100%

Scanned image of the page. Keyboard directions: use + to zoom in, - to zoom out, arrow keys to pan inside the viewer.

Page Options

Download this Issue

Share

Something wrong?

Something wrong with this page? Report problem.

Rights / Permissions

This collection, digitized in collaboration with the Michigan Daily and the Board for Student Publications, contains materials that are protected by copyright law. Access to these materials is provided for non-profit educational and research purposes. If you use an item from this collection, it is your responsibility to consider the work's copyright status and obtain any required permission.

December 11, 1958 - Image 4

Resource type:
Text
Publication:
The Michigan Daily, 1958-12-11

Disclaimer: Computer generated plain text may have errors. Read more about this.

&w Miiigan &itg
Sixty-Ninth Year
EDITED AND MANAGED BY STUDENTS OF THE UNIVERSITY OF MICHIGAN
UNDER AUTHORITY OF BOARD IN CONTROL OF STUDENT PUBLICATIONS
STUDENT PUBLICATIONS BLDG. * ANN ARBOR, MICH. * Phone xo 2-3241

'hen Opinions Are Fre
Truth Will Prevail"

Editorials printed in The Michigan Daily express the individual opinions of staff writers
or the editors. This must be noted in all reprints.

HURSDAY, DECEMBER 11, 1958

NIGHT EDITOR: JOAN KAATZ

Panbellenic Honor Code'
Needs Careful Reevaluation

"I Don't Think They Want Me In There"
(tkf
-S
-C

TORRE CASE:
Freedom of Press
Not Unmixed Blessing
By RALPH LANGER
Daily Staff Writer
FREEDOM OF THE PRESS often arouses much emotional response
from "patriots" and often a case involving the term is automatically
attacked.
The latest of these has apparently gone against the writer, perhaps
justly so.
Marie Torre. a television columnist for the New York Herald Trib-
une, lost her legal fight to get a contempt conviction reversed. The Su-
preme Court refused to hear Miss Torre's contention that if she were
forced to name her source it would violate the constitutional guairan-
tee of freedom of the press.
S m s
:MISS TORRE quoted a Columbia Broadcasting System executive

PANHELLENIC Association might do well to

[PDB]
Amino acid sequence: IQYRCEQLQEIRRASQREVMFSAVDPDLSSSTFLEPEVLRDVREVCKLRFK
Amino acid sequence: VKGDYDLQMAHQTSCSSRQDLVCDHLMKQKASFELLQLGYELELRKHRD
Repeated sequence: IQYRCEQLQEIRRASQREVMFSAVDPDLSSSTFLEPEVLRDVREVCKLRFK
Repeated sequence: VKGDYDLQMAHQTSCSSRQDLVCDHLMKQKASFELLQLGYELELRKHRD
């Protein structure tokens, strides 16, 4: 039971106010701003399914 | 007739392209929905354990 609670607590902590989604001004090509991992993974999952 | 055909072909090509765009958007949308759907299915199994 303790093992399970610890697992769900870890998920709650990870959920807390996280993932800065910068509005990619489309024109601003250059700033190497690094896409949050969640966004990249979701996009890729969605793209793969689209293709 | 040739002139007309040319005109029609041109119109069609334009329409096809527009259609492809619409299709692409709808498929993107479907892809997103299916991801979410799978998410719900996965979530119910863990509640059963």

stand back and take a long look at the
rushing restrictions now in effect.
In 1956, when SGC changed formal rushing
from fall to spring, Panhel was forced to
change the regulations concerning contact be-
tween affiliated and independent women on
campus.
Some of the purposes in moving the rushing
period from fall to spring were to let the pros-
pective rushees get "acquainted" with the
housds-i.e. to help them learn what each house
was like and not enter the rushing situation
blindly; to give them a chance to adjust to
the University itself before having to decide
whether or not they wanted to rush or pledge.
In order to achieve these two aims and to
allow for free contact among all students, thus
avoiding irritations and problems arising from
a strict set of rules on independent affiliate
relations, Panhellenic set up an "honor code,,'
The code puts all sorority women 'on their
honor not to pre-rush independent women
from the beginning of registration in Septem-
ber until formal rushing begins in February,
1958."
PRE-RUSHING is defined as "affiliated wom-
en influencing an independent woman in
her attitude toward a given house, persuading
an independent woman to join a given house,
and notifying an independent woman that a
given house would like to pledge her."
The code lets each womangmake her owny
A PENNY HERE, a penny there - and you
wind up with a $5 fine for obstructing
justice.
The student who, apparently overwhelmed
with the spirit of Christmas, braved Saturday's
cold and snow to help out his fellow man by
extending their parking meter time found to
his dismay and monetary loss that such action
is not looked upon kindly by local authorities.
Whatever his motives, they certainly could
not have been the intentional and malicious
obstruction of the due processes of law, but
good intentions seemingly count for nothing.
Who says it's Christmas? Don't reveal any
misguided attempt to promote "peace on earth,
good will toward man" -- Big Brother may be

final interpretation of what is and what is not
right.
Last year, with fairly effective communica-
tion and much stress on trust between sorori-
ties, affiliated women restricted themselves to
a degree-and in general the code worked out
satisfactorily.
This year conditions have deteriorated, par-
tially because there is no real threat to a
sorority that wants to ignore the code entirely.
There is only a monetary fine.
But, it is not necessary to pay a fine, merely
making a more liberal interpretation of the
code suffices.
CONTACT BETWEEN old friends is not lim-
ited. This means that sorority women can
entertain in their houses, as personal guests,